A huge amount of (fun) time was spent researching NASA documents to make sure the two missions, approach and final landing, were realistic. One of the main issues was the engine thrust control. Most arcade lunar lander games simply simulate a manual control of the engine thrust (manually increase/decrease thrust). In the real lunar lander, the astronauts did not (unless of a accident) control the engine thrust directly but via an on-board computer. They were asking the computer "please make the lander descend at 5 feet/sec." In return the computer would control the engine thrust to make it happen. This involved a control loop. That's what I tried to simulate with the ROD routine.
Low heap memory is an issue on some devices such as the Tungsten E but they seems to be causing only harmless soft resets and then only very occasionally.
Really the main issue is the sheer number of the Palm-based devices out there (SONY!) so it is hard to find the time and people to test the application on all those devices. Even so, and thanks to my wonderful beta testers over the past months, I was able to test the game with many different Palm devices. Still, I offer a 7 day full version trial so people can check it for themselves and see if the game runs OK before they purchase the application.
3. Are there any specific Zodiac API calls or is the different control scheme the only difference in code you've made for Tapwave devices?
No, but I would love to use the "rumble" feature on the Zodiac! That would make the simulation even more realistic!
4. What devices do you personally own and use as your "testbed" for LLS?
I have a Treo 650 and a Tungsten C. I use those two devices and a Palm/Zodiac simulator on the PC. But the best test grounds are the people who kindly help me test the beta versions.
5. Development costs & marketability aside, do you think it'd be fun to do a Nintendo DS game?
I have to admit, I am not really familiar with the Nintendo DS but I seem to recall that it has two LCD screens, right? That could be a very cool way to be able to display a lot of info. For instance, in the case of the Treo, the screen is so small that it is hard to display all the informations needed for the lander. I had to make some compromises here and there of course.
Palm OS Market & General Thoughts
1.Have you been approached by any "major" Palm software publishers to make your program a fully polished commercial release?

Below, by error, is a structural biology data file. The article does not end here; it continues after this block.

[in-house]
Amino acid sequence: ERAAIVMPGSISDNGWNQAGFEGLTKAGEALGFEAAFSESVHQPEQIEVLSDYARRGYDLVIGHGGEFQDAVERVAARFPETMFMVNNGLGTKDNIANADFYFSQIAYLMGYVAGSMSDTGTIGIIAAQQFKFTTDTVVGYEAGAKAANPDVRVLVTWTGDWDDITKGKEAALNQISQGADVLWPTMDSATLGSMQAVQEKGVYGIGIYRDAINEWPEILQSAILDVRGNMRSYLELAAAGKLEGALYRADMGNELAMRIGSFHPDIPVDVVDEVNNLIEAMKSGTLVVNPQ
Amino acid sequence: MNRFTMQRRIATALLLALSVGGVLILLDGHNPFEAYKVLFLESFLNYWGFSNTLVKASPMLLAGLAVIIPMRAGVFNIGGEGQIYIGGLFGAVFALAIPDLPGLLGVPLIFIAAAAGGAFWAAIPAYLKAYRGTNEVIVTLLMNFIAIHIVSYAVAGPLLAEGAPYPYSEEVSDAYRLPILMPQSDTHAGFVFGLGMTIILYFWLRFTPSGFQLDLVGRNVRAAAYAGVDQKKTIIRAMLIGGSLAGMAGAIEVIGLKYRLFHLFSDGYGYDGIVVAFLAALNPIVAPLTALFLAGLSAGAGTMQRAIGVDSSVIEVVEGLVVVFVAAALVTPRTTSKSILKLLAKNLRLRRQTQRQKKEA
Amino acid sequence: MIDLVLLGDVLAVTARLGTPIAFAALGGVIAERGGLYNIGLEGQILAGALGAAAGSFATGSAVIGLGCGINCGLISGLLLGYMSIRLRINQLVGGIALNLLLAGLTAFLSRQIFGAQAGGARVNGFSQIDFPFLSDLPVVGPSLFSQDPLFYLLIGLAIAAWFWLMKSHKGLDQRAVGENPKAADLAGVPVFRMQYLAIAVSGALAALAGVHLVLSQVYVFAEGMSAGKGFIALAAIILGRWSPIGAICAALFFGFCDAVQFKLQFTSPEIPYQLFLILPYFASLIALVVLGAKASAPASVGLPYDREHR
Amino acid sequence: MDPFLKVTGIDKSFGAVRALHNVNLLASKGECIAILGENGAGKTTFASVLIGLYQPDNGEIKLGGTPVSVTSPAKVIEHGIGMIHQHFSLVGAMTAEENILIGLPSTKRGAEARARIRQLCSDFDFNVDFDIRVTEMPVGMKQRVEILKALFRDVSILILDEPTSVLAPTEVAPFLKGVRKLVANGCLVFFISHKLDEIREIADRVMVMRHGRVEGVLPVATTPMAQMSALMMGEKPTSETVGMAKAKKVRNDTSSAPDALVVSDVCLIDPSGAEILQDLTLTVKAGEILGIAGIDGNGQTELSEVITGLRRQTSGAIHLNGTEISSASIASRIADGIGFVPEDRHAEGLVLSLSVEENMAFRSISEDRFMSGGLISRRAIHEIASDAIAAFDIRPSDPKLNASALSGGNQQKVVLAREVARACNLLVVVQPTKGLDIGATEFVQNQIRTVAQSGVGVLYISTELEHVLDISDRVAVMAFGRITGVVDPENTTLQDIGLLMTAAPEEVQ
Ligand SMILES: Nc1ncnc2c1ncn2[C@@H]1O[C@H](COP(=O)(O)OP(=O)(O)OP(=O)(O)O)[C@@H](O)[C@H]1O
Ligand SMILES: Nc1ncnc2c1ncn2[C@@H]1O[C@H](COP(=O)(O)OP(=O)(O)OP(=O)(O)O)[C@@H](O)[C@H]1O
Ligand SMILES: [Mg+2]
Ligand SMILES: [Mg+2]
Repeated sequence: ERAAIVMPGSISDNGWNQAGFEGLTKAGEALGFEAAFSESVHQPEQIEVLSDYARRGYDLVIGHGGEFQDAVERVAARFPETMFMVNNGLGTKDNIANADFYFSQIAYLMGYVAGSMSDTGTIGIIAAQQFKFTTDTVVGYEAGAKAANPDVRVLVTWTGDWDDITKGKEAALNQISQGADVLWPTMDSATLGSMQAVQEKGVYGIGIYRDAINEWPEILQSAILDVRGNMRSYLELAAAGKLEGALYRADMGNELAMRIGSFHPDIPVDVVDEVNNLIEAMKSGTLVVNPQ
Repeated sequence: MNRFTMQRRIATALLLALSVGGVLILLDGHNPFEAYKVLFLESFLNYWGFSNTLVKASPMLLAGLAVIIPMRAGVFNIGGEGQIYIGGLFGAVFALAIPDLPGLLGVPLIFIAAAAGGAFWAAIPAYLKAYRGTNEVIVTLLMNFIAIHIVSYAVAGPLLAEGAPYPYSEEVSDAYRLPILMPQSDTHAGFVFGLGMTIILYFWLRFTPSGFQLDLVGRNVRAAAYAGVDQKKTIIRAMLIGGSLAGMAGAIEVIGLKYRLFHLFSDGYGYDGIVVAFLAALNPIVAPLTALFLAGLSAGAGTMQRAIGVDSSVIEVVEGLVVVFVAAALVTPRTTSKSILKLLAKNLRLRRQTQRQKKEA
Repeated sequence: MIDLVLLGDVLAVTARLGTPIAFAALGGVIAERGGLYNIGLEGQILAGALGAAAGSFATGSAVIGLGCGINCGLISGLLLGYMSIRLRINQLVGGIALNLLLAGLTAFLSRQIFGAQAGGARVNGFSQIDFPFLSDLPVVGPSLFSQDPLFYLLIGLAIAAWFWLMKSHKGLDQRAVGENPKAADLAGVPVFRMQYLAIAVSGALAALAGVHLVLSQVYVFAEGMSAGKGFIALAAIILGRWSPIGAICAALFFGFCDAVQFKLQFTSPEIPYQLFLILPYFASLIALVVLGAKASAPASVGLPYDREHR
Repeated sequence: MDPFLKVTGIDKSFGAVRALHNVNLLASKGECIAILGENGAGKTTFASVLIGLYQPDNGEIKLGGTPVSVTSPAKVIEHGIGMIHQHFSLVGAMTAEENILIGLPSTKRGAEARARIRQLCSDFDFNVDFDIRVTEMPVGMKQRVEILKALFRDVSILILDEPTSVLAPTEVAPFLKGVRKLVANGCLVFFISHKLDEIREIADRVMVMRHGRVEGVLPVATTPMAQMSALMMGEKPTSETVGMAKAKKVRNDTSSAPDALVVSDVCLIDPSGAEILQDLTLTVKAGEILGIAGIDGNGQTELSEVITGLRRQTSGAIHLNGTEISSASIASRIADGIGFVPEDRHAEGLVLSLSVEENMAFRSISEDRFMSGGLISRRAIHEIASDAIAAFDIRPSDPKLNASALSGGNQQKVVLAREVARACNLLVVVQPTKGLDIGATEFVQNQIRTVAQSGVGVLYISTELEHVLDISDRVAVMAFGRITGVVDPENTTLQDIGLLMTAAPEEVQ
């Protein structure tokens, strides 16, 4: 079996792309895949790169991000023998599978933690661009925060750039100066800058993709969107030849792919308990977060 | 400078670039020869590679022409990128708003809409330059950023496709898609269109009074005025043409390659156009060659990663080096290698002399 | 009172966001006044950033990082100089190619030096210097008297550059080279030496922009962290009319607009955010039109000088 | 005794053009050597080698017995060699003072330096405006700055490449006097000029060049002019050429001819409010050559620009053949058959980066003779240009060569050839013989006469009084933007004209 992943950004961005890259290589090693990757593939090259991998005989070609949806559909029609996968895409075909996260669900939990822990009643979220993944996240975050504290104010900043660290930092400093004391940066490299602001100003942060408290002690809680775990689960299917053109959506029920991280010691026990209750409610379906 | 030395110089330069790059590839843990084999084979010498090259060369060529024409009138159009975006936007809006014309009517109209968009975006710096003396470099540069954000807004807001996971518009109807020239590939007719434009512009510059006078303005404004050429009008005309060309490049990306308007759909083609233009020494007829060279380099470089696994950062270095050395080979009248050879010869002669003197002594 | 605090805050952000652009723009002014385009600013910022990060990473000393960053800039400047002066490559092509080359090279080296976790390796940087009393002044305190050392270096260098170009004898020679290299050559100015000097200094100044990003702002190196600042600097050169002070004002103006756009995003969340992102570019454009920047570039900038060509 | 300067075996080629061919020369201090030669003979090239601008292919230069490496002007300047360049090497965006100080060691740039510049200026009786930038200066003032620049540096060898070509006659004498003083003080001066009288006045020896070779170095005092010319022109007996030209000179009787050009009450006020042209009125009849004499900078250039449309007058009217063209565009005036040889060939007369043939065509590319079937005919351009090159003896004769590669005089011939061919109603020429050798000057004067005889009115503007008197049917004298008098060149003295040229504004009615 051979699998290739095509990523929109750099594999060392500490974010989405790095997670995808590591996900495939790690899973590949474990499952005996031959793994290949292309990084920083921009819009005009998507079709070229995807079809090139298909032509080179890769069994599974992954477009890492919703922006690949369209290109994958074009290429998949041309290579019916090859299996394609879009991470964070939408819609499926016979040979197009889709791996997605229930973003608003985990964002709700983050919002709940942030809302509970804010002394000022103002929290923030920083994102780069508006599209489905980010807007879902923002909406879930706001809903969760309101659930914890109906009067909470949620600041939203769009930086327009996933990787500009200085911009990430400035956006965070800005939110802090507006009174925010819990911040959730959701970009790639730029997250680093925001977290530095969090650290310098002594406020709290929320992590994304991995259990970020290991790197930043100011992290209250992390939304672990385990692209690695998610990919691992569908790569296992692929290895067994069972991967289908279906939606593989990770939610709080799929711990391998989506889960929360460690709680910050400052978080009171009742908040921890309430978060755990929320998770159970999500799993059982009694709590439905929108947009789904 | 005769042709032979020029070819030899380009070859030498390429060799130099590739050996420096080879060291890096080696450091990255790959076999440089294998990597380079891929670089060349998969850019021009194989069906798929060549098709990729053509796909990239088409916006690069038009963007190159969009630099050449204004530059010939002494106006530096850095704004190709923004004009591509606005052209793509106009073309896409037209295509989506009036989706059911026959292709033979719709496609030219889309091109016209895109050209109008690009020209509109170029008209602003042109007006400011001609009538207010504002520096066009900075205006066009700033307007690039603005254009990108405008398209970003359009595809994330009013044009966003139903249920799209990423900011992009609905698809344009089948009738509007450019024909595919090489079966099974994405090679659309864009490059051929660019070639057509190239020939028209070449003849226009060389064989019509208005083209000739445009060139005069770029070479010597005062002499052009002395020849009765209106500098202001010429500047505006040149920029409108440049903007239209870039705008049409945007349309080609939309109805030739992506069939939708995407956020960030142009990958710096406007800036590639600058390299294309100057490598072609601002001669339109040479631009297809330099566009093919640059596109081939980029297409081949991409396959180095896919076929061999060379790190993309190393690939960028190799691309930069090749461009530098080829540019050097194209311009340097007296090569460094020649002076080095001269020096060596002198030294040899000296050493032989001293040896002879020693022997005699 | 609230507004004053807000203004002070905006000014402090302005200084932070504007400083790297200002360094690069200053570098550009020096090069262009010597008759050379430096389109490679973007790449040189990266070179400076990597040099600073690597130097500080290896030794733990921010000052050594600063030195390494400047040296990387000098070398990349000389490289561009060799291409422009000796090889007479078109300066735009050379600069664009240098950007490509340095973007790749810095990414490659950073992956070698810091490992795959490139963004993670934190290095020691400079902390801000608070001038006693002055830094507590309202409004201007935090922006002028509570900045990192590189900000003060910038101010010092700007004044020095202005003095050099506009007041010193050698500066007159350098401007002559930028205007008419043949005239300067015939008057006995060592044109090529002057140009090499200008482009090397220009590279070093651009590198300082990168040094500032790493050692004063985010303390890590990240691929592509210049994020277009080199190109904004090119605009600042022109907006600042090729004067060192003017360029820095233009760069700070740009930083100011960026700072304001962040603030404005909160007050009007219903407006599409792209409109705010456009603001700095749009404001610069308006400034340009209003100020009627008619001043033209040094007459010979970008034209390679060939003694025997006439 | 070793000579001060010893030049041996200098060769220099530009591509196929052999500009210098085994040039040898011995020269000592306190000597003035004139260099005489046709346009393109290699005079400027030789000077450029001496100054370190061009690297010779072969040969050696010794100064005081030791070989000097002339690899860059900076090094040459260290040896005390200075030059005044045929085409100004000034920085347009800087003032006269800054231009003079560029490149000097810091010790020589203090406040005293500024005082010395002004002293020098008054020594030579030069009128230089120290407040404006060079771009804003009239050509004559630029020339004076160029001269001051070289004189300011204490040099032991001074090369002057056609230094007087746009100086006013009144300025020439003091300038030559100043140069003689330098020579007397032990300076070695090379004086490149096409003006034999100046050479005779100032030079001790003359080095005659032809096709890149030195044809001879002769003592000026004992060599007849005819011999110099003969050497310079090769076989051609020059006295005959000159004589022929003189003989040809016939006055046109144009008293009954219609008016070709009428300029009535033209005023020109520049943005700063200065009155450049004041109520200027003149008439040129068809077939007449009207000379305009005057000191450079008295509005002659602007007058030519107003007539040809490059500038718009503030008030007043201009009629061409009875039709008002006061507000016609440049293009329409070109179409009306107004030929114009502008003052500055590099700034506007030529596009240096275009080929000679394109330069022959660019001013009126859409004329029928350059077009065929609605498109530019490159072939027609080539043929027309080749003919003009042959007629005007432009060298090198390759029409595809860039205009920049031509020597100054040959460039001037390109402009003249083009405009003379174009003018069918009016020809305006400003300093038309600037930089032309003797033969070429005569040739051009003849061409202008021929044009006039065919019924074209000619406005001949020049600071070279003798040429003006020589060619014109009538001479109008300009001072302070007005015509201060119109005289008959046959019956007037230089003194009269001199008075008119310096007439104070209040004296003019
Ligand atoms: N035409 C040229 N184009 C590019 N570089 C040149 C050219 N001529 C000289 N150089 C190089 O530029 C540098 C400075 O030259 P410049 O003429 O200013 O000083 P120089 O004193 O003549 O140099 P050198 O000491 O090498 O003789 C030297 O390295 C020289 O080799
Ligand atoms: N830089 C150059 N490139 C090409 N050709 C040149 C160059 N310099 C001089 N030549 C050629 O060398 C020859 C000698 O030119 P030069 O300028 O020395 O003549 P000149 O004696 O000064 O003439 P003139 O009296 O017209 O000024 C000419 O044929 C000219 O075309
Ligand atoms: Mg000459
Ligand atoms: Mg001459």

No at this time! I would of course love for that to happen!
2. Who are/what is another other Palm developer you admire? Any publishing houses you hold in high regard?
I basically admire all Palm developers! It is a lot fun but so easy to program for small devices. It is also not easy to create original apps since so many apps are available on the Palm platform! Astraware is an amazing house. They seem to publish an incredible number of apps that appeal to people. I have to admit that I love their Warfare Incorporated game. Itís amazingly done!
3. Where do you see the Palm OS market heading past 2006? Do you intend on being along for the ride for ACCESS' ALP OS and/or whatever Palm has in store in 2007?
I think it will make less and less sense to sell "unconnected" Palmmachines: ďstand-aloneĒ devices, basically. I also do not anticipate good news for application sales. I guess fewer and fewer people are downloading apps to their PCs and then Hostyncing them to their Palms. Devices like the Treo do not really depend on PC's to function like the old Palm devices.
Finally, Palm devellopers may have less competition and maybe more sales develloping applications for the Treo 700w and the like. People with those Palm Windows devices have fewer choices of apps and would probably be more eager to buy your app than Palm OS owners. Of course I will be watching what's next with ACCESS.
To commemorate the release of the new version of LLS and PICís interview series, weíre giving away a free registration code for this app! Just post a question for Mo. to answer below by September 30th. Whoever asks the best question will receive a code to register LLS. Good luck!